Warner, 2002 (2002)
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Reviewed by Hilary Williamson
is a sequel to the author's stunning debut novel
, which portrayed a formidably intelligent young princess growing up and reaching for power, while surrounded by a maze of dynastic treachery. She learned from her father to lead their people down the thorny (and unpopular) path of conciliation with Rome, a continuing policy in this second novel, in which she holds the crown and scepter of the Two Lands. Indeed, Kleopatra, a descendant of the Macedonian world conqueror Alexander, is very conscious of her ancestry and the pivotal position of her country, in wealth, culture and geography. The book opens on her mythic first encounter with Julius Caesar, whom she charms by asking about his enjoyment of her city; '
Are we occupying you as satisfactorily as you occupy us?
leopatra has reluctantly put aside her first love, and continues to take the advice of her eunuch advisor Hephaestion '
In matters of state, let your blood run cold.
' She allies herself, both in council and in the bedroom, with the older, coldly intelligent Caesar, who becomes to some extent a mentor in politics. When Kleopatra bears Caesar's child, she invests in small Caesarion the dream of a new Alexandrian empire, combining the best of Egypt, Greece and Rome, and incorporating Alexander's policies of a just rule for conquered states. Of course, even a suspicion of such an ambition is highly unpopular in Rome, as is Kleopatra herself, the distrust deliberately fed by her enemies, especially her siblings. She becomes '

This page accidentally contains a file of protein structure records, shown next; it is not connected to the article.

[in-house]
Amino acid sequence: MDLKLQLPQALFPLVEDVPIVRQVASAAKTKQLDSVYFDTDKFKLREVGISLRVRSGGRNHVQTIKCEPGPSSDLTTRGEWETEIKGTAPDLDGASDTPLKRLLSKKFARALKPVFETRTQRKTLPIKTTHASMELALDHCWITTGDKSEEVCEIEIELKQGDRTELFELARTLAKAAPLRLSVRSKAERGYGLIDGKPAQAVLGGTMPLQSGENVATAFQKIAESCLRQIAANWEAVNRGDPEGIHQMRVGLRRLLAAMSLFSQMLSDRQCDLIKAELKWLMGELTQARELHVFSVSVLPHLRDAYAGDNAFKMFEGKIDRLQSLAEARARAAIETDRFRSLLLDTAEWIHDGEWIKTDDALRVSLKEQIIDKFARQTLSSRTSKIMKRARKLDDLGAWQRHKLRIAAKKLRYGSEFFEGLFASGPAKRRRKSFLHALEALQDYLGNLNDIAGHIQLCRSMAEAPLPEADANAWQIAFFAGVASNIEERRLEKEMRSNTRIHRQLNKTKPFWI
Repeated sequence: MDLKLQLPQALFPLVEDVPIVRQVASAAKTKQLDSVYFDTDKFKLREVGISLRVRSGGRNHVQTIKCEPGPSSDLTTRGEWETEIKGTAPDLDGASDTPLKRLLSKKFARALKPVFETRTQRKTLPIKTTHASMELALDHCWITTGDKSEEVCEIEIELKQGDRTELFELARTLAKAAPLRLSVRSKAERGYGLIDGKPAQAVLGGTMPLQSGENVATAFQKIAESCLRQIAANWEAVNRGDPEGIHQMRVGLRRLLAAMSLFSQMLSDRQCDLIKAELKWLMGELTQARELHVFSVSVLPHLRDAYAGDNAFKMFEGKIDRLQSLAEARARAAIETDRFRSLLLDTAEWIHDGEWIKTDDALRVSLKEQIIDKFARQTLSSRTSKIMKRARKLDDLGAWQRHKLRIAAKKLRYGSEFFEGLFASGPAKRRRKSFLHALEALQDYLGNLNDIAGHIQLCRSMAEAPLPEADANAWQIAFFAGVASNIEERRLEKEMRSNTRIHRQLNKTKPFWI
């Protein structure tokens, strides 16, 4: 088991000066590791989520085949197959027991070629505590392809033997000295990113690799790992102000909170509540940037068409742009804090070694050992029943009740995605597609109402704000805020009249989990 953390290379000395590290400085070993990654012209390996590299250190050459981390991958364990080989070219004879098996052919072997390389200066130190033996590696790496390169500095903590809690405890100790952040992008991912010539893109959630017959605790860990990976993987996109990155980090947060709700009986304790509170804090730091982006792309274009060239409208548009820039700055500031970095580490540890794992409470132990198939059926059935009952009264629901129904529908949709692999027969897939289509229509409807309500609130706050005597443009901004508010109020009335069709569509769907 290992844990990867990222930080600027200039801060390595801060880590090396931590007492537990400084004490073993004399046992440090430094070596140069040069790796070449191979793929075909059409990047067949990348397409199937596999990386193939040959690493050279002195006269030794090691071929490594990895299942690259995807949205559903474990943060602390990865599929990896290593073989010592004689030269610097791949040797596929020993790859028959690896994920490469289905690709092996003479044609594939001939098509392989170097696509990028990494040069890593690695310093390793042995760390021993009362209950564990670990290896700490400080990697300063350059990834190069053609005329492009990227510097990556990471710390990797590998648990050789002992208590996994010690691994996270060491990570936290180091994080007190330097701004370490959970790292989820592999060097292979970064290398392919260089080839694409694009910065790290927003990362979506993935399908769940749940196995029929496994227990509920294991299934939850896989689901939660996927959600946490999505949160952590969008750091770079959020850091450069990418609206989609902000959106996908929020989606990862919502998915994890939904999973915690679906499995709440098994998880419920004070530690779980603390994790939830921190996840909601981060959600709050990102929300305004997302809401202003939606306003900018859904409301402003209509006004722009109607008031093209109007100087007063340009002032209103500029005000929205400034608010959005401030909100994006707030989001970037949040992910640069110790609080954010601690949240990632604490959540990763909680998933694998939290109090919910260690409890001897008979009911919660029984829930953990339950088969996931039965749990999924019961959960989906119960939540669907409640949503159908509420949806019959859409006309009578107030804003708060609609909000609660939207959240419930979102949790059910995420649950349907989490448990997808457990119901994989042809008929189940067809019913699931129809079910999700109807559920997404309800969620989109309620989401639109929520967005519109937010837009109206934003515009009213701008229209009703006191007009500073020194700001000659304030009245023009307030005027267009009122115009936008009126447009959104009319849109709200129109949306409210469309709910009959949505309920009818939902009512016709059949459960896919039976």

weary of the bitter stew of fascination, suspicion and disdain
' to which the Romans subject her when she visits. After Caesar's assassination, the dream continues with Antony as a new partner, one able to arouse Kleopatra's passions as well as her ambitions.
n some ways, I found the vibrant personality of the first book distanced somewhat by the constraints of historical facts (and perhaps by motherhood) in this one. That young Kleopatra is most visible when with friends from her childhood like Hammonius. And of course, we all know the ending of her story. But Karen Essex leads us towards it masterfully, using flashbacks from a time close to the end, when Antony despairs and Kleopatra searches for alternatives to save her country and her children from a vindictive adversary, Caesar's heir Octavian. As the author herself says, Octavian is depicted as a greater villain than may have been the truth, but this balances Kleopatra's bad press through history and, after all, it is her story and so should be told from her perspective, not from his.
he author gives us a protagonist very unlike the languorous portrayal of Elizabeth Taylor. Though many of her settings are even more sumptuous than the movie
, this '
Queen of Kings
', Kleopatra, is a brilliant and farsighted leader of her people, whose vision of empire fails through bad fortune, and perhaps because she fails at the end to take Hephaestion's advice, '
let your blood run cold
'. The bookjacket mentions a screenplay under development; exciting news. This could become a movie that adds to the gorgeous and exotic surroundings of the previous one much more depth in character, geopolitics and plot. I wonder what Ms. Essex will take on next ... Alexander perhaps?
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